Beware FEMA scams in North Carolina in the wake of recent storms
Image source: Flickr Creative Commons User Don McCullough
In recent months, North Carolina was hit hard by a series of punishing storms and many in our state saw their homes and property damaged by the harshest of these. Unfortunately, it seems wherever natural disaster strikes, fraud follows to take advantage of those already suffering and those who can ill-afford to be scammed out of their hard-earned cash. Today we show you how some fraudsters are masquerading as FEMA representatives to try and cheat you.
The Federal Emergency Management Agency (FEMA) sometimes sends teams into an area hit by catastrophic disaster, such as during Hurricane Katrina, but more often you have to proactively contact them for assistance. It's always smart to beware anyone knocking on your door offering you money, discounts or deals that seem too good to be true, but in the case of this FEMA scam, you may be lulled into a false sense of security by being told that they are “government agents” there to help you.
The most recent iteration of the FEMA scam is that in areas where storm damage is prevalent or obvious, a couple of “representatives” of the agency stop by to check on your home and offer assistance. While one walks around with you outside to assess damage to the property, the other will ask to access your home to use the restroom (or some other excuse).
Once inside, while you're distracted by their partner, the scammer in your house will record personal information that can be used for identity theft or take cash, jewelry and other items of value small enough to be pocketed unnoticed. The scammers leave for another “appointment” and you may not notice for quite some time that you've been robbed.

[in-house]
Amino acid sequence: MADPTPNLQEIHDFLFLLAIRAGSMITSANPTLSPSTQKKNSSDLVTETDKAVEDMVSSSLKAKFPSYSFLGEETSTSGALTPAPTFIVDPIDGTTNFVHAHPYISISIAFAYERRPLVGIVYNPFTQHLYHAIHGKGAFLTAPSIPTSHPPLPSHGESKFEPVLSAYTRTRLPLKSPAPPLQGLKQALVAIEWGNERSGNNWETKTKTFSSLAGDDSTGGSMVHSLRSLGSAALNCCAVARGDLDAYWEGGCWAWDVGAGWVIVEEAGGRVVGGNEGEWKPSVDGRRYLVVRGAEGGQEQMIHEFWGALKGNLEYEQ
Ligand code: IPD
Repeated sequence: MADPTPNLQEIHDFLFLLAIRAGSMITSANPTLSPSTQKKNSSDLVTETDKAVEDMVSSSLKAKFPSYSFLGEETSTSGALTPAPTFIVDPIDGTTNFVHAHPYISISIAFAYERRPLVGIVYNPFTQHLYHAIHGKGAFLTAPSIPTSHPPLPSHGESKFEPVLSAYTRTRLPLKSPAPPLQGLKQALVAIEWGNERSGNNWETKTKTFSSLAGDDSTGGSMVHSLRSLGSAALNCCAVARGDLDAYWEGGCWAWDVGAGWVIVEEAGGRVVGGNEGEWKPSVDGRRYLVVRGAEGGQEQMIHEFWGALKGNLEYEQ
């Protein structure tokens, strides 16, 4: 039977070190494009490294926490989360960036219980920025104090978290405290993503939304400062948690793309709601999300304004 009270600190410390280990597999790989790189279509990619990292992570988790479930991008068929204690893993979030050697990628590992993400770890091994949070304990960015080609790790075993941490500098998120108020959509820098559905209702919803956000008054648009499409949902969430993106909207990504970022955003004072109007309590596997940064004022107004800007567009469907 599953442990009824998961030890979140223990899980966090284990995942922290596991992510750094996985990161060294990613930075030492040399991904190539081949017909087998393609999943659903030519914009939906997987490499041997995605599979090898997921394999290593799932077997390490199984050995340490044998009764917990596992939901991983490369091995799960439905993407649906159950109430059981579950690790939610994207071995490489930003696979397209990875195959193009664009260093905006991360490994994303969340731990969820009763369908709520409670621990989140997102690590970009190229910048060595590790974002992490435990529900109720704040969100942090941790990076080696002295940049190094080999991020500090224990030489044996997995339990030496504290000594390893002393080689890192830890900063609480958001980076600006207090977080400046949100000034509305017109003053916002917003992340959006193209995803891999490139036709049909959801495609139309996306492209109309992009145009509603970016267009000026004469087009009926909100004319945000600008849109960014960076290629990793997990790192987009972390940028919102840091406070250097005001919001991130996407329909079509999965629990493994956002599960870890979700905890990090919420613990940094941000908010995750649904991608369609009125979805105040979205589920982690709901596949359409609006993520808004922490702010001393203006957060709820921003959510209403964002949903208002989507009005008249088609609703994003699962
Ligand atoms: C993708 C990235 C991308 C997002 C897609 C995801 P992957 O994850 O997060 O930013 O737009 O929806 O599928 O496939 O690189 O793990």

However, this is not the only FEMA-themed scam that abounds in our state. To be sure that you're not being scammed, ask to see their ID badge and make sure that it looks authentic. There should be a photo that looks like them, either the FEMA or Department of Homeland Security logo, their ID number and the name of the contractor they work for (this is more common than someone who works directly for FEMA).
They should also have a government-issued device such as a laptop or tablet that has a “Property of the US Government” sticker affixed somewhere on it. FEMA representatives will not come with nothing but a smart phone and a clipboard – this is a red flag that you may have a scammer on your property! Also, they will only show up during daylight hours and only after you have contacted them to make a claim. FEMA doesn't beat down doors offering government money, so turn away anyone who tries this.
Even once you've contacted FEMA and had a legitimate inspection of the damage to your property, you still need to be careful with selecting and paying a contractor for repairs. Make sure that they are local, check them out on Yelp to see if they exist, have good reviews or bad and looks for red flags that they may be shady. Also check them out on the Better Business Bureau's local website to see if they have had complaints lodged against them.
Other red flags when having work done on your home is the contractor asking for the money up-front or asking you to sign documentation that has incorrect prices, lists work you haven't requested, contains suspicious terminology or has a different business name on it. If possible, pay for work on a credit card so if there are issues you can lodge a dispute through your card issuer.
To keep an eye out for other scams sweeping North Carolina, check out the North Carolina Department of Justice website. For more information on FEMA assistance after a storm, tornado or other natural disaster that damages your property, check out their website here.
If you need assistance getting your financial footing restored, contact the law offices of John T Orcutt for expert advice on North Carolina bankruptcy and a free consultation on your debts.